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How Four Master’s Students Used Design to Help One Haiti Emergency Room – The Bentley University Newsroom

Imagine walking into a crowded emergency room and having your symptoms recorded electronically, in order to minimize wait time and maximize care. That efficient scenario a dream of hospitals everywhere is newly underway at a hospital in Haiti.

In 2015, Boston, Mass.-based Partners in Health (PIH), which runs University Hospital in Mirebalais, Haiti, set out to develop an electronic triage system to replace its paper-based process.Their strategy was to expand on OpenMRS, the open-source medical record system implemented there. But this being relatively new territory for the PIH team, they sought additional experts to get the job done.

Tapping into a Learning Community

Enter Bill Gribbons, a leading authority on user experience who directs the Masters in Human Factors in Information Design (HFID) at Bentley University. PIH contacted Gribbons, who then reached out to his extensive network he calls it a learning community and received a flood of interest. He recruited another faculty expert, Roland Hubscher, to help advise a team, and four part-time graduate students eager for hands-on experience and excited to make a difference. All were willing to work on the project remotely, for no pay and no course credit.

I firmly believe some of the most meaningful learning happens outside the confines of a traditional classroom, said Gribbons. This type of project, one that requires in-depth involvement and makes an immediate impact on a product, is invaluable for students particularly for graduate students, who are looking to grow their careers and stand out in a crowded marketplace.

The HFID students were located in different cities and time zones and came from different professional backgrounds. Kim Forthofer, the team lead, was in Southwest Harbor, Maine, Mary Gribbons in Cambridge, Mass.; Truc Tokarz in San Jose, Calif.; and Dan Lopes in Toronto, Ontario. Though they were not able to work on site in Haiti, they used Google Hangouts to meet as a group on Wednesday evenings to stay on track.

We looked to Bentley because we knew that their graduate students would be accountable for their work and thoughtfully execute this project, said David DeSimone, business analyst at PIH. The students did not disappoint. They asked all the right questions and delivered a product that was immediately well received.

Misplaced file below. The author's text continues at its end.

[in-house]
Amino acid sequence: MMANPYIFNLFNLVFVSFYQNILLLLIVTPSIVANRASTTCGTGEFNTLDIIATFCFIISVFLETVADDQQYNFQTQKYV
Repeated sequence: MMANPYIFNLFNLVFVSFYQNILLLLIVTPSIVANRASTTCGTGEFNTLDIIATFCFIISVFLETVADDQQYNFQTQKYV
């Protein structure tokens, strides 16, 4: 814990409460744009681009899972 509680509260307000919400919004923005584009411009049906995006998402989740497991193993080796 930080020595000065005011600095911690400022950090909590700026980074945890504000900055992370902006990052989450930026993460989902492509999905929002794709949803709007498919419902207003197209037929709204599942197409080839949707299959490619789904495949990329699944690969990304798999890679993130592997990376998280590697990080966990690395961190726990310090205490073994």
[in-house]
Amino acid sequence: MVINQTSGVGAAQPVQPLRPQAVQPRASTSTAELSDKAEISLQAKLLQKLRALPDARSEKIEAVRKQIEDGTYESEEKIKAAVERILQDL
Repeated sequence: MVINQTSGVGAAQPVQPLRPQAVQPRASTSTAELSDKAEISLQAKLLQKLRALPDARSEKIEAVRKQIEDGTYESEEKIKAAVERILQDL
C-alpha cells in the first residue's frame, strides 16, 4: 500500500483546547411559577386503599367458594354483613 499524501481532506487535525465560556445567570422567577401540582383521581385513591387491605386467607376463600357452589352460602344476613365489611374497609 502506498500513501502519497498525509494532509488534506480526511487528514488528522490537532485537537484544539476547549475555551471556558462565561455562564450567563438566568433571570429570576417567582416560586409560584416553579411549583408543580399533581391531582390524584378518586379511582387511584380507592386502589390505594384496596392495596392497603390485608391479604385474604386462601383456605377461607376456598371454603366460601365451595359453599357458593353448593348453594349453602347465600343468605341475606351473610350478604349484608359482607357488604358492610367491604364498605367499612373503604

Designing a Product that Makes a Difference

Designing an electronic emergency intake form, from a remote location, is no easy task. The requirements were that the form permit easy scanning by a nurse and visually signal the urgency of a patients medical needs. To begin, University Hospital sent its typical paper intake forms to the Bentley team for analysis. This system, which ranked patients with a numerical score and a color based on severity, left plenty of room for mathematical error.

In addition to the technical parameters, cultural considerations were also essential. One of the biggest challenges for the team was coming up with a user-friendly design for a population that has limited access to computers, said DeSimone. Their initial designs used a keyboard only, with no mouse. But by the time we implemented the technology, we were able to train the nurses on Google Chromebooks.

A significant part of the design process involved user surveys and user testing. Due to the distance and lack of readily available technology, the Bentley team designed static mockups and used a cognitive walkthrough exercise where they asked nurses to role-play a patient-intake scenario.

This helped us better understand the human thought process behind the products use, said Forthofer. We knew it was possible that lives could depend on nurses understanding the new app as quickly as possible.

Life-Changing Experience

Despite the lack of credit or pay, the experience of acting as consultants had enormous value for the team. They improved the hospital experience for patients in Haiti, while also building their own skills and putting them into practice.

The project was much more like a real consulting gig instead of a realistic project done over a semester and graded by a professor. This provided us with real-world pressure as well as real-world confidence and experience, said Forthofer, who also gained reinforcement that she is in the right career, for the right reasons. I began my professional life as an environmental engineer and user experience is a second career for me, so challenges related to technical and scientific areas are the ones I continue to be drawn to.